The Quest for the Right Senior Residence
In my search to find a senior residential facility should I need, I’ve learned some things that I will share because this mission is fraught with confusion.
First off, the usual route for the aged (unless they live with their adult children or really good friends) is (1.) Senior Living where they have an apartment and meals served (2.) Assisted Living where they receive extra help in personal hygiene such as showers, medication, prompting for activities and meals. Finally (3.) the Nursing Home for skilled care, usually when folks become immobile and totally dependent.
The cost of the senior facility I visited Friday (it is a chain, by the way), is $5630 monthly, base pay, which covers room with shower, 3 meals a day, housekeeping, heat, utilities, activities, laundry, transport. Once one adds other services (such as staff giving meds, overseeing showers, helping dress, prompting for meals and activities, the rate goes up for each service. As one reader of my past post helpfully explained, a diabetic may need assistance several times a day and this may bump up the price, considerably. One needs to ask how monthly fee MAY change depending on services added when considering cost.
Competing facilities may quote a price that has all of those services built in to their price. You need to ask which services are covered and which are not so you can compare apples to apples.
Tip to consider? Almost all hope you sign on at time of interview, promising there is “incentive” price (1st month half off; one in Dec. offered half price for 3 months–Dec., Jan., Feb). You’ll be signing a contract so important to know all requirements. .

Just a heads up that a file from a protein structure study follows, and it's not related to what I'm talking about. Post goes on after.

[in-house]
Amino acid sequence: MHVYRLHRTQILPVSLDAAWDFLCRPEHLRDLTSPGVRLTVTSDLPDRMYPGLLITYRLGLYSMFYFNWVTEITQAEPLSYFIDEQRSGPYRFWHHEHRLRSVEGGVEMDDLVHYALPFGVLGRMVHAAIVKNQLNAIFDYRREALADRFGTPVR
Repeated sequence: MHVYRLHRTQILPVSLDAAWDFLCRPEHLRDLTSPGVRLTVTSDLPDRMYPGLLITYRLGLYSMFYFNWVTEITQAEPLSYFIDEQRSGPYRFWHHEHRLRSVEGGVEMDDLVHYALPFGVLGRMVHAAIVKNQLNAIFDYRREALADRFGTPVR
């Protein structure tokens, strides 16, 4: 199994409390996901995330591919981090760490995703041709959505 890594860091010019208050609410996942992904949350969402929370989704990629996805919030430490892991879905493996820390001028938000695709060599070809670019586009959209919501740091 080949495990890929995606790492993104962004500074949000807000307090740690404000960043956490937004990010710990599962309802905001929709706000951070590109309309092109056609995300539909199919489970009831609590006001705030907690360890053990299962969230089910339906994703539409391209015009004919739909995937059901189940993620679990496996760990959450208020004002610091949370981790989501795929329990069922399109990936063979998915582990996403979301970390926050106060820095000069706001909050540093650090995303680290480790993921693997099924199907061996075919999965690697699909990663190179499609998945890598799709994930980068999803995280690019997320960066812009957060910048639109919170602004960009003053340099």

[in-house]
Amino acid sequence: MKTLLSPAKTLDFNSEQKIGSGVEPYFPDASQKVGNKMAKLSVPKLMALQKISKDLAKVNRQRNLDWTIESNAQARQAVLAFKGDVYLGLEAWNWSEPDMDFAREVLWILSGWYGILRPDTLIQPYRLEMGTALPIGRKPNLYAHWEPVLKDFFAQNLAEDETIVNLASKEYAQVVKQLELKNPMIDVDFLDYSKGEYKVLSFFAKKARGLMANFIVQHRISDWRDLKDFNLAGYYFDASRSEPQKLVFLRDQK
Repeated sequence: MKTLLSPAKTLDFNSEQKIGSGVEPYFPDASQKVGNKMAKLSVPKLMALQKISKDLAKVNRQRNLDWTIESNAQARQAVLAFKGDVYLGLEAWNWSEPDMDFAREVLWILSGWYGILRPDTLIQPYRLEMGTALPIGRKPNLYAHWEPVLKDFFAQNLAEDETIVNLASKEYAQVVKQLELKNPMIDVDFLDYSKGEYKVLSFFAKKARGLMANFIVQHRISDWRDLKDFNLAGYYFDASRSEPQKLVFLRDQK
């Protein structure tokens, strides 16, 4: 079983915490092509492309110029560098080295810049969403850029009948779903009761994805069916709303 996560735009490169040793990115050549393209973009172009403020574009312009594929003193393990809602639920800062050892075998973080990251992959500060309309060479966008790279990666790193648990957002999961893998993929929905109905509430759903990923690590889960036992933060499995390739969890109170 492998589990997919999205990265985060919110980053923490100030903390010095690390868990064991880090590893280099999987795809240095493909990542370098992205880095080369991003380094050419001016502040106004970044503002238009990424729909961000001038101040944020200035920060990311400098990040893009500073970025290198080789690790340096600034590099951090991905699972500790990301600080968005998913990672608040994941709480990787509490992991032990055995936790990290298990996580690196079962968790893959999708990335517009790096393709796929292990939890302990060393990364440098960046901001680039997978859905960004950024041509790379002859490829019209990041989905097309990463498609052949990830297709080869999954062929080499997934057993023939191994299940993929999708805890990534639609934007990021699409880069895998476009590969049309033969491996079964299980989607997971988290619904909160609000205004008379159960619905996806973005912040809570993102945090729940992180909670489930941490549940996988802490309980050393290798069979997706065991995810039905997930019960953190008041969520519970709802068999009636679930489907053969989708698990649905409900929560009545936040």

In many facilities, a new resident provides her own furniture of couch, bed, table, chair, etc. The residence will help with transporting a resident’s home furnishings (fees involved) or will receive those from a retail or on-line merchant. Other facilities provide the furnishings—again, something to consider.
When I was a realtor, I advised folks to tour neighborhood they considered, to talk to people, about how they liked living there. The same applies with researching senior facilities. Talk to residents on your tour. They’re usually happy for the new encounter.
We went through this process with my own mother. The facility I toured last week was the very one she’d lived at, years earlier.
On Friday, I asked the director to show me my Mom’s former “apartment” (a room, with shower) which was vacant at the time. There was an apartment size refrigerator/freezer and I thought that great because we provided Mom our own (for her wine—which may have been a poor plan, in retrospect.)
While she was in that apartment, she fell, and instead of calling 911, she crawled to the phone and called me (I live 5 minutes away.) How had she fallen? Tripping over the hassock which I stupidly allowed her to have, to go along with her favorite chair. The problem? She wasn’t used to navigating in her new confined space. (Note to reader! Don’t include any furnishings your aging relative can trip over.)
Her fall ended up resulting in the famed broken hip (so many women get this) and a stay in a skilled nursing/rehab facility which, incidentally experienced a fire one week into her stay. Staff called us to tell us and we arrived, on a chilly night to see Mom, sitting up on her gurney, alongside the building, helping direct patient traffic. Mom was a take-charge individual who never missed an opportunity to “help.”
On that score, know, too, your pay requirements to assisted living should you end up in nursing home, as you recover.
So, your choice is a big one. Make sure you perform your own “due diligence.”